1. Apparently, if you’re going to be making changes to your book after formatting, MS Word is your best choice as it’s easier to edit content. That, and InDesign is just scary if you don’t know how to use it at all, really – so what hope would one have when it comes to formatting a whole novel?
  2. You’ll probably start with a font size which will make your book seem shorter. But then you’ll change the page size, line spacing and margins, and suddenly your book will seem longer. Much longer. Not good if you’re self publishing and more pages=less profit.
  3. It is surprising how bookish your book will look with only the things mentioned in (2) formatted. Because yes, surprisingly, there is more. Once you do get to the ‘more’ part, MS Word will start to seem like a living, thinking thing that does illogical things just to annoy you. This sense of working with a living, thinking thing will not deter you from insulting it frequently with all kinds of profanities, however, and you will feel no guilt in doing so.
  4. If you’re a first time self-publisher and have no experience in publishing, well, anything, you’ll inevitably have to refer to other (more traditionally published) novels to figure out what yours should look like. This is useful, and you should do it. Pick one book you like the look of and use it as a point of reference. Preferably something from your genre. After all, you don’t want your crime-thriller looking like erotic fiction (though if it’s all about tension anyway, what’s really the difference?).
  5. Referring back to point (3). You will format, you will think you are done, and then you will notice something that isn’t as it should be. For example, paragraphs breaking on the next page, thus giving you uneven line-to-page frequency. (Tip: if you have this problem, uncheck window/orphan control in format/paragraph for the whole document to fill your pages completely with lots of lovely prose). There will be other things, but at least you will feel accomplished when you fix them.
  6. Even if you do the above and check off window/orphan control, if you have inserted chapter dividers that look fancy, this will knock off your layout on your lovely new-chapter pages. Still trying to figure out how to fix that one without simply changing the font size of the empty line above said fancy chapter dividers (because, somehow, that seems crude).
  7. Headers and footers are important – format them well! Choose ‘different odd/even pages’ and make sure you mirror your margins through format/document. This does something else to make it look more bookish. From looking at various books I have determined that authors usually have their name on the even page and the title of the book on the odd page.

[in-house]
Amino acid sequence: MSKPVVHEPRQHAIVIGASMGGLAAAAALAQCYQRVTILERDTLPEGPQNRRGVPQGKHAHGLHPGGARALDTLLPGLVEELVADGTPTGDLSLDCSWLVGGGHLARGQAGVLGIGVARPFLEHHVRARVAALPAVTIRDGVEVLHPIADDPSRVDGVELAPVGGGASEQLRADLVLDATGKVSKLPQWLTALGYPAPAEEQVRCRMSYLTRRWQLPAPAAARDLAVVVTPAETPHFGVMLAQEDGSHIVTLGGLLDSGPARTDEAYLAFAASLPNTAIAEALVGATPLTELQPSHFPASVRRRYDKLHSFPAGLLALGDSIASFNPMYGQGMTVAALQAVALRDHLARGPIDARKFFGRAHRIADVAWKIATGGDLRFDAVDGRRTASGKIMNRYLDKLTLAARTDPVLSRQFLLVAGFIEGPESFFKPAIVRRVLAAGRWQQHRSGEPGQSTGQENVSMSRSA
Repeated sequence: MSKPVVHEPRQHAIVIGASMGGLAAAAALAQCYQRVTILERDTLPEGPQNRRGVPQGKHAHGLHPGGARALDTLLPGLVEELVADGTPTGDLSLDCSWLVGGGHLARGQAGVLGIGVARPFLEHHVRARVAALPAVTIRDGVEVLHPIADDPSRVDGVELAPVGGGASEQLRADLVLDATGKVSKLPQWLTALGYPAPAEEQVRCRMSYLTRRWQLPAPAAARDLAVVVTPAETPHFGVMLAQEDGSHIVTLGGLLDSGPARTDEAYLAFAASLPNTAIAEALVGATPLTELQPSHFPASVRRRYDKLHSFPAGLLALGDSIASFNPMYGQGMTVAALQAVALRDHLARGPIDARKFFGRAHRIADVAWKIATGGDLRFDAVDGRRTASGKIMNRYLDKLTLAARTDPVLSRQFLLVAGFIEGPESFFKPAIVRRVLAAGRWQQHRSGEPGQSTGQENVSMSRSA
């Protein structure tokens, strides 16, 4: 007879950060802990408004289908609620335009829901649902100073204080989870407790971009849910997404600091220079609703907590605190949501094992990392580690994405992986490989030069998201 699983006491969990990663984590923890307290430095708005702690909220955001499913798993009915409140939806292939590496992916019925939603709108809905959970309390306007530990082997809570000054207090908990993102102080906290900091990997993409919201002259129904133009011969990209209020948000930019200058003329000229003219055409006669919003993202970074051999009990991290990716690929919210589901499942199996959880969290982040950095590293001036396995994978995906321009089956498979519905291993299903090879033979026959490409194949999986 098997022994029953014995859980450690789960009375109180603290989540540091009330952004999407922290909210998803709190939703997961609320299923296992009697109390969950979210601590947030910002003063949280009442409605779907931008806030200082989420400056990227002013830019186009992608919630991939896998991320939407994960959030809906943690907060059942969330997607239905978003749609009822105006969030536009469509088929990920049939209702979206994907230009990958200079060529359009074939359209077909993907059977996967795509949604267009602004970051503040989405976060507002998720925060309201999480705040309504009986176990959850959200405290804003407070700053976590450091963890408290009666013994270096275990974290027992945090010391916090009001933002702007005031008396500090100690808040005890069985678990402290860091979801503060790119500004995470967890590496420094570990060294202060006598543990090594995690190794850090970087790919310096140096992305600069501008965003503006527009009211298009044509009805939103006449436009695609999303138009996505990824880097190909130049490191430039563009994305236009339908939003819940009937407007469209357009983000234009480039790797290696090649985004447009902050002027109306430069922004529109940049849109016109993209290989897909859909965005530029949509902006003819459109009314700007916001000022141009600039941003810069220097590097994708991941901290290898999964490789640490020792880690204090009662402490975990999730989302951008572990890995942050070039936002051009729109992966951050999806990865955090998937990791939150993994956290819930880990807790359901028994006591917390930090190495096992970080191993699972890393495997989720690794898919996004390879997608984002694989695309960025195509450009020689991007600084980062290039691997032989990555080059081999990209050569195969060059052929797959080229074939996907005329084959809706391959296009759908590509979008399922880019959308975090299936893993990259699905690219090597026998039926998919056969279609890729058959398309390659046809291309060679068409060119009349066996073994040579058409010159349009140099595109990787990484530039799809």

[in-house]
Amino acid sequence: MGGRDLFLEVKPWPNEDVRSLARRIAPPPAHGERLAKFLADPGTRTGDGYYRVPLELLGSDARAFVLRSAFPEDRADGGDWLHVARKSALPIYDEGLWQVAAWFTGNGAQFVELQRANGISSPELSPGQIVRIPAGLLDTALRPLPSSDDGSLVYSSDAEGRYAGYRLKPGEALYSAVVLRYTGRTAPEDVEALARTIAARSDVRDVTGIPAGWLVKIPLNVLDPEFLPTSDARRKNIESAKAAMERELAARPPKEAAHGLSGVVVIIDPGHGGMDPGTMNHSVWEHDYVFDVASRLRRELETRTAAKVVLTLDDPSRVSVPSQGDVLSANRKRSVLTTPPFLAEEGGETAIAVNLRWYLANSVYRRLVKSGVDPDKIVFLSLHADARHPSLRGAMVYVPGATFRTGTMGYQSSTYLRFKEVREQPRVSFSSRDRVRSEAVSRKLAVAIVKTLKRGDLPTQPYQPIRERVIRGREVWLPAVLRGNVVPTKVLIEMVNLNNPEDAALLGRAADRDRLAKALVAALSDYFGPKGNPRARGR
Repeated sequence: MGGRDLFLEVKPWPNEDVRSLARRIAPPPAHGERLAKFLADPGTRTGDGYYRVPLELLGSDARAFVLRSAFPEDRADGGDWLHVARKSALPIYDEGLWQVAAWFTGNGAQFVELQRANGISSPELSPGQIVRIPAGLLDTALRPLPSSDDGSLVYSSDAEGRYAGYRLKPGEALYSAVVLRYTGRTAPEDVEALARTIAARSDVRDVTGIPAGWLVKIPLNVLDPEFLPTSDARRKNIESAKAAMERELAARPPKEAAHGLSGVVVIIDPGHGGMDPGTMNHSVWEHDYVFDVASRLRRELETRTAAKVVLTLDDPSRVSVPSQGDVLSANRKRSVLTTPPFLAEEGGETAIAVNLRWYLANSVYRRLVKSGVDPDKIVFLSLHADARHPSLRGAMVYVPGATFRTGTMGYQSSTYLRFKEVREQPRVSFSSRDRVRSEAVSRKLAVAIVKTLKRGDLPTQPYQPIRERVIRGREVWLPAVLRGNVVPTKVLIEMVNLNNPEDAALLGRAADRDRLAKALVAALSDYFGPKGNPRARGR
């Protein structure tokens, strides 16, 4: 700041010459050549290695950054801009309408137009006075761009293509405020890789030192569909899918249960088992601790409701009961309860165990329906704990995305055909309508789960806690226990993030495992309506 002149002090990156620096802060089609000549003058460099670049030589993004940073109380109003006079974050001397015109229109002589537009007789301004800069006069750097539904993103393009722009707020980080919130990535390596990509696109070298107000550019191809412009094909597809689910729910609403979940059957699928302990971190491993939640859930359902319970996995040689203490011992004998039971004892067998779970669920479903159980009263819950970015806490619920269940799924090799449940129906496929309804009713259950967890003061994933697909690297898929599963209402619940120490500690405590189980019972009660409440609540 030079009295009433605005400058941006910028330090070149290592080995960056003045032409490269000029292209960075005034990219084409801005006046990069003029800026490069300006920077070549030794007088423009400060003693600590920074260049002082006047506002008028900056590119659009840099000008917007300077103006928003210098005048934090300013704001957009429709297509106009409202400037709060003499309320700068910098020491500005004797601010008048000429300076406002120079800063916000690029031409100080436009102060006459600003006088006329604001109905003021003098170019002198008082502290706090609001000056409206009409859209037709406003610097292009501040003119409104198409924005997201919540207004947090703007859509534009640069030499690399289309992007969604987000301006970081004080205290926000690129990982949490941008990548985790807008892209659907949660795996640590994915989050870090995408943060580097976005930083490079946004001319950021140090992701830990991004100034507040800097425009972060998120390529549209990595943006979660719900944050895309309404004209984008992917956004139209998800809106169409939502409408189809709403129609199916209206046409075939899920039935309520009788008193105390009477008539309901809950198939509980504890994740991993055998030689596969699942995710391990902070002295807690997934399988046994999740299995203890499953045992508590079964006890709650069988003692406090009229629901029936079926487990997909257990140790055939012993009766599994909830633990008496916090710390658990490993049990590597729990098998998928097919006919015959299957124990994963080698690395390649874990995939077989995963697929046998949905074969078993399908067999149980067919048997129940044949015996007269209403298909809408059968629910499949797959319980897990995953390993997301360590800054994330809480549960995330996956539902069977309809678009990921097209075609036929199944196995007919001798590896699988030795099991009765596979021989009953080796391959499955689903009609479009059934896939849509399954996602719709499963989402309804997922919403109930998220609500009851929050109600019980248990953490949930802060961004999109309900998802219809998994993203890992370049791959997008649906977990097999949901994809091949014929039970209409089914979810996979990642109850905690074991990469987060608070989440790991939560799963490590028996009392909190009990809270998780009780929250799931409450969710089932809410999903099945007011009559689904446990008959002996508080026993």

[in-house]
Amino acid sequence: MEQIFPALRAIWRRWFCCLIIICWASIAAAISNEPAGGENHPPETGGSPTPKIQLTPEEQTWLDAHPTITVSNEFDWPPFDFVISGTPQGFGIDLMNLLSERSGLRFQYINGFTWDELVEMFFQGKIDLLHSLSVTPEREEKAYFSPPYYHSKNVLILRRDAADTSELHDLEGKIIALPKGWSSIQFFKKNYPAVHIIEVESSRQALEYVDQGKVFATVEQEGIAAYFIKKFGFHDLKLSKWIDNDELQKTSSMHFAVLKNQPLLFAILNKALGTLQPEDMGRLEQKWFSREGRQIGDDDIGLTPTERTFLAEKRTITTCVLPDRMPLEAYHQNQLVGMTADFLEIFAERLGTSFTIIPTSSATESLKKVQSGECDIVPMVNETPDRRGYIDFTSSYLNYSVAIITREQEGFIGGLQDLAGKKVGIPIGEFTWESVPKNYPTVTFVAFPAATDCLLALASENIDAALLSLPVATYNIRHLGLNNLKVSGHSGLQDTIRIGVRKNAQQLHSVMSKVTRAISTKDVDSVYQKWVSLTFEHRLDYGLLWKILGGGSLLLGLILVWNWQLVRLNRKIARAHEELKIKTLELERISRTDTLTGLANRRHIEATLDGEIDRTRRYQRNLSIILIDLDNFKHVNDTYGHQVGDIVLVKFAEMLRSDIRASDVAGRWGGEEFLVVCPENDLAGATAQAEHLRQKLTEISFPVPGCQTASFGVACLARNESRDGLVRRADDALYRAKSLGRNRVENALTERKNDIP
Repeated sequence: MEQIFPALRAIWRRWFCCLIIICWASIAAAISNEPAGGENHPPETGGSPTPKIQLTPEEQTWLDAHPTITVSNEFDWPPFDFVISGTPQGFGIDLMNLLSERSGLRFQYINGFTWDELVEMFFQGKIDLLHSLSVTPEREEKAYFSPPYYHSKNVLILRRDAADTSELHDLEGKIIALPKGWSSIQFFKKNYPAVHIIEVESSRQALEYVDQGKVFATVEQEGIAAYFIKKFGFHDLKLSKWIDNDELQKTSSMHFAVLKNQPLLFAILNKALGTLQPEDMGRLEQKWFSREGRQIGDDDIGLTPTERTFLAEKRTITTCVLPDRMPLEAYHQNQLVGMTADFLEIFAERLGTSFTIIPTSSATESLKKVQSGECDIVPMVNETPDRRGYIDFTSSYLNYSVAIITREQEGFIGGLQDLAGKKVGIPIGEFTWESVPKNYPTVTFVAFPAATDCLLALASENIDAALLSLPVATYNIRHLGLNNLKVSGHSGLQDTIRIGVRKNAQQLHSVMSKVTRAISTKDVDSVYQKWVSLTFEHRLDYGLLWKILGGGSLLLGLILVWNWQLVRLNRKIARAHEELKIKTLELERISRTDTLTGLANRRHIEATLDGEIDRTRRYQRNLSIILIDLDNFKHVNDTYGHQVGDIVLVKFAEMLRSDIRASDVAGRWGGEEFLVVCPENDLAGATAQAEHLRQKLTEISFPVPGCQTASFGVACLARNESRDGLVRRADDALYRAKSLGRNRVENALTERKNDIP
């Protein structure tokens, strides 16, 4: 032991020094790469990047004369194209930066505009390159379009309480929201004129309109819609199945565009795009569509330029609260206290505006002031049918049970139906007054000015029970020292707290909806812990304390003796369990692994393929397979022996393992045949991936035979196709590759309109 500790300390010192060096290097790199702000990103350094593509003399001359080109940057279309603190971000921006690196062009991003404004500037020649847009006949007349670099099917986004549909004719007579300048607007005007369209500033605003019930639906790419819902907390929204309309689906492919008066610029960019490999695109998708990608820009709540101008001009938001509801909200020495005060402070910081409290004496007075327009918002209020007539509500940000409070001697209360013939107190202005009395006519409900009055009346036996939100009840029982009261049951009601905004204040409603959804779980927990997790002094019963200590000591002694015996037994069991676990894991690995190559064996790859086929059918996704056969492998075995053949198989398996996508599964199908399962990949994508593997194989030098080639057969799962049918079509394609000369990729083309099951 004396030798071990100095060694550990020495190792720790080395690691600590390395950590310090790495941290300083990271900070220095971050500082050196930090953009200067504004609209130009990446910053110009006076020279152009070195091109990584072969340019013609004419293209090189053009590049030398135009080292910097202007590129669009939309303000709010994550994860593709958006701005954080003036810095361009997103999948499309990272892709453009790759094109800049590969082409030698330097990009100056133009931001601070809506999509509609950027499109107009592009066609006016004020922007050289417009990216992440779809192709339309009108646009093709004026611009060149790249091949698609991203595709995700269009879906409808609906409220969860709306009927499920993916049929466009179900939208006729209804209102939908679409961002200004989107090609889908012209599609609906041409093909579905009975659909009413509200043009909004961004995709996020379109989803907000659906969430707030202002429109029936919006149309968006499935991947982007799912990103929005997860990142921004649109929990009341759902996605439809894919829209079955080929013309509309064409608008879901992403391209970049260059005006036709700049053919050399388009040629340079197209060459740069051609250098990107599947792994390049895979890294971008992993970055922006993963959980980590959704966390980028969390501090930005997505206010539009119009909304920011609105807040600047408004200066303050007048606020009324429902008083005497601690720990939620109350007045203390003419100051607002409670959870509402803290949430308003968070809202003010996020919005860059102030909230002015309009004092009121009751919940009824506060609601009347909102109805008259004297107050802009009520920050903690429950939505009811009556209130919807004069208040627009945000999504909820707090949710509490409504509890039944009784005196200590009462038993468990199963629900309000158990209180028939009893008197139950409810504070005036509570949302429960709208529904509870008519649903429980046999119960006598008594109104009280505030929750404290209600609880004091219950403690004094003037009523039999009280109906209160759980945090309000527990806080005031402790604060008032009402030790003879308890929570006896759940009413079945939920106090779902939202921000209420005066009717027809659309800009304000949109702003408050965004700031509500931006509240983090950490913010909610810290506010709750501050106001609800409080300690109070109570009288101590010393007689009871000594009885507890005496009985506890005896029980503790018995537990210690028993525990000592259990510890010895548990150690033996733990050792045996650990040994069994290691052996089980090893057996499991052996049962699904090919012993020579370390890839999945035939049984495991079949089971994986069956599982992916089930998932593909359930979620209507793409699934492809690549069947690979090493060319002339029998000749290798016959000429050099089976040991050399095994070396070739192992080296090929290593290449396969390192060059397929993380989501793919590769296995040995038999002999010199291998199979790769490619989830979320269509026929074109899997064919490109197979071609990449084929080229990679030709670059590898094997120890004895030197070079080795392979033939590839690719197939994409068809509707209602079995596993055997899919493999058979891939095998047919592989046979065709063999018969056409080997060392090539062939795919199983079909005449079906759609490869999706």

8. Inserting Section Breaks is an absolute nightmare. Seriously, first you figure out that you’re supposed to inset a Section Break relative to whether it’s an odd page or an even page, then you figure out how to get the page numbers to start at ‘1’ on the fourth actual page, and then you realise through exporting to PDF that each new Section Break has skipped a page number and thus created a ‘phantom page’ with nothing on it before every chapter in your document. Huzzah.
  9. Confident in all the abilities you have learned (as listed above), you calmly go through the document to rectify the problem, only to have one Section Break change reset all the others into a paradoxical chaos of wrong numbers and jumps and gaps where your book is suddenly longer or shorter than it actually is (but not really, hence the number-paradox).
  10. You fix the above (9) without screwing everything else up. But you’re still editing or there’s a few things left to change. You now wish you had finished the final draft before even attempting formatting, because you’re terrified the slightest change might destroy everything you’ve worked so hard to achieve. Who knows? Maybe a paragraph more or less will confuse everything and you’ll be stuck undoing everything you’ve done in order to redo it properly. Let’s hope not.